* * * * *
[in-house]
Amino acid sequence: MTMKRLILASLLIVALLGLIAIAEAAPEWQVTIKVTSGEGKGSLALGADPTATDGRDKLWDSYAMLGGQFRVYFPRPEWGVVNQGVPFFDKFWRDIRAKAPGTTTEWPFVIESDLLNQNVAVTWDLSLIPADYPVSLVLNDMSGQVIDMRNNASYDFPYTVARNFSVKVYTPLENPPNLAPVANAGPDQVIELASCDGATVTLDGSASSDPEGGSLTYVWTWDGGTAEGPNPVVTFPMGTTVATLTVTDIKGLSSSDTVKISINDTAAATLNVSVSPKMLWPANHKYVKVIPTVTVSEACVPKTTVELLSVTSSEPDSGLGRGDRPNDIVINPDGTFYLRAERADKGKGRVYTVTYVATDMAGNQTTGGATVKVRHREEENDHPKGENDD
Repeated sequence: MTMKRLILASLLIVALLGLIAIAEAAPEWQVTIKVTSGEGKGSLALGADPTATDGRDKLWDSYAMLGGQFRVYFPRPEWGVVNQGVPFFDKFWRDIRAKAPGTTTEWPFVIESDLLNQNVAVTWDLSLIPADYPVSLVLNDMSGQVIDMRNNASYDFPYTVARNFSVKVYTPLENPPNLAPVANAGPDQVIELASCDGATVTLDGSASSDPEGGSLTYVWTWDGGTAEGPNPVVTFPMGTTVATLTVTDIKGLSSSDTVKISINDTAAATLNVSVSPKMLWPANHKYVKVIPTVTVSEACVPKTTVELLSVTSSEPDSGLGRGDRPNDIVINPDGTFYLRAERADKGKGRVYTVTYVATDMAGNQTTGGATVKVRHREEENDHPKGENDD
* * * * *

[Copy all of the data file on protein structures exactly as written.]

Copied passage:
[in-house]
Amino acid sequence: MTMKRLILASLLIVALLGLIAIAEAAPEWQVTIKVTSGEGKGSLALGADPTATDGRDKLWDSYAMLGGQFRVYFPRPEWGVVNQGVPFFDKFWRDIRAKAPGTTTEWPFVIESDLLNQNVAVTWDLSLIPADYPVSLVLNDMSGQVIDMRNNASYDFPYTVARNFSVKVYTPLENPPNLAPVANAGPDQVIELASCDGATVTLDGSASSDPEGGSLTYVWTWDGGTAEGPNPVVTFPMGTTVATLTVTDIKGLSSSDTVKISINDTAAATLNVSVSPKMLWPANHKYVKVIPTVTVSEACVPKTTVELLSVTSSEPDSGLGRGDRPNDIVINPDGTFYLRAERADKGKGRVYTVTYVATDMAGNQTTGGATVKVRHREEENDHPKGENDD
Repeated sequence: MTMKRLILASLLIVALLGLIAIAEAAPEWQVTIKVTSGEGKGSLALGADPTATDGRDKLWDSYAMLGGQFRVYFPRPEWGVVNQGVPFFDKFWRDIRAKAPGTTTEWPFVIESDLLNQNVAVTWDLSLIPADYPVSLVLNDMSGQVIDMRNNASYDFPYTVARNFSVKVYTPLENPPNLAPVANAGPDQVIELASCDGATVTLDGSASSDPEGGSLTYVWTWDGGTAEGPNPVVTFPMGTTVATLTVTDIKGLSSSDTVKISINDTAAATLNVSVSPKMLWPANHKYVKVIPTVTVSEACVPKTTVELLSVTSSEPDSGLGRGDRPNDIVINPDGTFYLRAERADKGKGRVYTVTYVATDMAGNQTTGGATVKVRHREEENDHPKGENDD